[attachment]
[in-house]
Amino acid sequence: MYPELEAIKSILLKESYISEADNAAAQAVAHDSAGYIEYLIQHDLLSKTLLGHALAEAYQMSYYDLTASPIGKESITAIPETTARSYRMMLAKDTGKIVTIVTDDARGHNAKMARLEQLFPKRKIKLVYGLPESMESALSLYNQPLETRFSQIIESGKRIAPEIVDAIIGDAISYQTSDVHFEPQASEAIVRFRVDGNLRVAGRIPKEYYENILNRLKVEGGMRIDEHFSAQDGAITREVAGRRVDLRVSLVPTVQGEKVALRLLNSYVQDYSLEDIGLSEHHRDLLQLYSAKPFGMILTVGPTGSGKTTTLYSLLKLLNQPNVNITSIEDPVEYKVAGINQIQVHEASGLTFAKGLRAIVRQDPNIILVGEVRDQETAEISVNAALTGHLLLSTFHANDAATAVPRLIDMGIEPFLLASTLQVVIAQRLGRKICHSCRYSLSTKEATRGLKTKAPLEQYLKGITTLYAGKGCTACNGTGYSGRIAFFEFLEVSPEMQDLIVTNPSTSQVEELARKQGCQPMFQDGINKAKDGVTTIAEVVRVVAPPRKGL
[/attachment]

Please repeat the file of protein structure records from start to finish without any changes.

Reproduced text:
[in-house]
Amino acid sequence: MYPELEAIKSILLKESYISEADNAAAQAVAHDSAGYIEYLIQHDLLSKTLLGHALAEAYQMSYYDLTASPIGKESITAIPETTARSYRMMLAKDTGKIVTIVTDDARGHNAKMARLEQLFPKRKIKLVYGLPESMESALSLYNQPLETRFSQIIESGKRIAPEIVDAIIGDAISYQTSDVHFEPQASEAIVRFRVDGNLRVAGRIPKEYYENILNRLKVEGGMRIDEHFSAQDGAITREVAGRRVDLRVSLVPTVQGEKVALRLLNSYVQDYSLEDIGLSEHHRDLLQLYSAKPFGMILTVGPTGSGKTTTLYSLLKLLNQPNVNITSIEDPVEYKVAGINQIQVHEASGLTFAKGLRAIVRQDPNIILVGEVRDQETAEISVNAALTGHLLLSTFHANDAATAVPRLIDMGIEPFLLASTLQVVIAQRLGRKICHSCRYSLSTKEATRGLKTKAPLEQYLKGITTLYAGKGCTACNGTGYSGRIAFFEFLEVSPEMQDLIVTNPSTSQVEELARKQGCQPMFQDGINKAKDGVTTIAEVVRVVAPPRKGL